Our hostel (referred to here in my Western Sichuan guide) was run by Chinese and seemingly for Chinese. Not that there’s anything wrong with that. However, the owner’s friends conglomerated in the sitting room, chain-smoked, drank, and ate hot-pot without acknowledging us or anyone but their group. The whole thing seemed rather unfriendly, which is my general experience with all-Chinese hostels.

As far as food goes you’d better just get comfortable with noodles, fried rice, and dumplings.

It can’t all be great or it’d be too easy.

Litang 5000 meters

At night we tried to catch a concert that was supposed to happen, but instead chanced on Tibetans of all ages dancing in a public square. People publicly dance in China all the time, but this was different. Children spun with 20-somethings who reached over to pirouette grandma. The community was obviously strong and tight-knit.

At the hostel, a Korean guy (who I mistook for Chinese because his Chinese was PERFECT) raved about his altitude sickness. I nodded in real sympathy while nurturing my little pretentious glow from having gotten rid of mine.

And, with that, i slept like a dream again.


Setting off

Don’t be fooled by the ease of public transportation and tours. It’s just as well to do things on your own and rent yourself a scooter.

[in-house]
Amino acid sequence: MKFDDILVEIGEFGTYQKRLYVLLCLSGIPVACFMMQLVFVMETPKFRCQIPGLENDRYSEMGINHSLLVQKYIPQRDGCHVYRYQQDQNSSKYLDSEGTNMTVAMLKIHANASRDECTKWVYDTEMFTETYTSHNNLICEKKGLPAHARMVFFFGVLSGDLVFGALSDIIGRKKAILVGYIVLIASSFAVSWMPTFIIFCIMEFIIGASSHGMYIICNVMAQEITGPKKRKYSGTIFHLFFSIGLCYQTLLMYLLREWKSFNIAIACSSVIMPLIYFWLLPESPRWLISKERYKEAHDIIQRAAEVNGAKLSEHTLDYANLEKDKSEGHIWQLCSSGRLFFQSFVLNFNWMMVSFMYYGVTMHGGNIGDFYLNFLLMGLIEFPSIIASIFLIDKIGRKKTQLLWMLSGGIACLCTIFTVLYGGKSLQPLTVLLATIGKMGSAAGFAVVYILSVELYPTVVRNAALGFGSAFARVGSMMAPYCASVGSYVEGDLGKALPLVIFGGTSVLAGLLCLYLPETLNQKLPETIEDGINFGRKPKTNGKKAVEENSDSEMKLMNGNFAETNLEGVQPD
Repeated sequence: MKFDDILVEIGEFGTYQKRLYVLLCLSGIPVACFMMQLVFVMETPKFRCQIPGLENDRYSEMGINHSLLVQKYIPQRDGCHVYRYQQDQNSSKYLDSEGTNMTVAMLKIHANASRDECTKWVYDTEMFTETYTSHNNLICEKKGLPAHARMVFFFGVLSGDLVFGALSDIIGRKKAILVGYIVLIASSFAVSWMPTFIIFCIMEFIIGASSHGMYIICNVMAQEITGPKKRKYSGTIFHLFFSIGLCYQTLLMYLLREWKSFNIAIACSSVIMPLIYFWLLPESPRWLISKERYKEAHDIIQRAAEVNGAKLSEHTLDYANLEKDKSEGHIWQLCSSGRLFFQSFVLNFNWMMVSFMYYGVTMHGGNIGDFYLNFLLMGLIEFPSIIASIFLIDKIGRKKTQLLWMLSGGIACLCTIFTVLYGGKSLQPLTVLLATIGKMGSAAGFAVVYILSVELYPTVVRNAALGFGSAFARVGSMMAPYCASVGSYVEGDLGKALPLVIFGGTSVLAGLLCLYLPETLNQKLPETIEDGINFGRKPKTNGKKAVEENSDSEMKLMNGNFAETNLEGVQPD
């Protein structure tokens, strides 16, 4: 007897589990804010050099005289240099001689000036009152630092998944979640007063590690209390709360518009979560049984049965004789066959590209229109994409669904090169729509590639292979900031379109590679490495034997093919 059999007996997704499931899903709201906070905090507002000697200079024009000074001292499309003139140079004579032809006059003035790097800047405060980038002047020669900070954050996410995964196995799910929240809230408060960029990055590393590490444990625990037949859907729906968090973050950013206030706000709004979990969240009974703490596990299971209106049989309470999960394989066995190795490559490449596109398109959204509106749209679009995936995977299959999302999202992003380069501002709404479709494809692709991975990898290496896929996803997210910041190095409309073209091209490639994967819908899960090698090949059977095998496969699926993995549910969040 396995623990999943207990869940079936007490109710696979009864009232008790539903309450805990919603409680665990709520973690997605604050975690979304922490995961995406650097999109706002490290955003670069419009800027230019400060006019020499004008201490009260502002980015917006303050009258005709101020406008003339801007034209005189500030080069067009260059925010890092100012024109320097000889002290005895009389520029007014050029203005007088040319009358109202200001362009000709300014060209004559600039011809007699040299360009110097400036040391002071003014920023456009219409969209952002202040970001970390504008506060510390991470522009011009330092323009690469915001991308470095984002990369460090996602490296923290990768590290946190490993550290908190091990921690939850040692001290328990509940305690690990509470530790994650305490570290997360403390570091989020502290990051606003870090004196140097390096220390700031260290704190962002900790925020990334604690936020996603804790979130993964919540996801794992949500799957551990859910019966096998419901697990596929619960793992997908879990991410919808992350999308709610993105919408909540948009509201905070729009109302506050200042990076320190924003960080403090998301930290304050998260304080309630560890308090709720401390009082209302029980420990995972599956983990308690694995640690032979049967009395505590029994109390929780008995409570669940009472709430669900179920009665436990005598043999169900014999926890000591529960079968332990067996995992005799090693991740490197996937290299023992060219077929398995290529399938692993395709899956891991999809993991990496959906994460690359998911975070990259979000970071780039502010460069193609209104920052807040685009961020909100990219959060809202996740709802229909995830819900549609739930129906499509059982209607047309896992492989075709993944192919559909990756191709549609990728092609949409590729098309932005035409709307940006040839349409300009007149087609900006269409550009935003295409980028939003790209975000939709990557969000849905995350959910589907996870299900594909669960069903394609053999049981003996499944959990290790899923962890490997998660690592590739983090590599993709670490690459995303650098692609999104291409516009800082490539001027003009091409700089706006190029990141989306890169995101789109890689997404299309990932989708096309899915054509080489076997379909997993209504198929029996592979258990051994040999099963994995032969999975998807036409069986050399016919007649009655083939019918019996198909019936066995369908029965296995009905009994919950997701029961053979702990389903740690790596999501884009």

Litang 5000 meters
Face mask optional.

You’ve never driven one? Litang’s wide-open roads are a great place to teach yourself how.

When morning came I walked to the closest auto-shop and nailed down a gas-powered scooter for 100 RMB a day. Gas was roughly 50 more, and with that I drove between 100 and 150 KM.

I just wanted to get to the base of some mountains. The map was, unfortunately, basically useless for actual navigation. Thus armed with misinformation I gunned it down one of the roads leading out of town.

Litang 5000 meters
And ended up somewhere nice

I’m glad I did, because this allowed me a glimpse into how things are done in sensitive Chinese minority areas. Needless to say they don’t F around when it comes to ‘containment’.

Next to the grounds where the annual horse festival is held (where a decade ago a Khampa famously grabbed the mike and launched into a ‘free Tibet’ tirade before being promptly arrested) drove a military convoy of 20 armored vehicles. Each carriage held three soldiers with shouldered AR’s.

Thanks to other blog posts about this area I was worried about being stopped, but nah. I passed unmolested and gunned it around some switchbacks in hopes of encountering mountains.

Litang 5000 meters

I didn’t find any, but instead ran across Zha Gar rock. Decent enough, and not far enough out of town to damper my quest.

The plan was to hop on the scooter and stay on the damn thing until I found some mountains. So I took the road that seemed closest to the biggest ones in my visual field (GS-318) and sped off.

Litang 5000 meters
Zha Gar from the side

Haizi Shan National Nature Reserve

Litang 5000 meters

Haizi Shan is a weird mountain. Why? Because it’s got 3 names for no apparent reason, that’s why. Haizi Shan, Yala Xue Shan, and Zhara Lhatse. The first two are Chinese meaning ‘child’ and ‘??’ snow mountain respectively. The third is Tibetan.

The even weirder thing is I’m almost certain Haizi Shan isn’t actually in this reserve. I mean, I’d just driven 7 hours from Tagong (where you can see the 3-named mountain) to Litang and I was now going the opposite direction.

Litang 5000 meters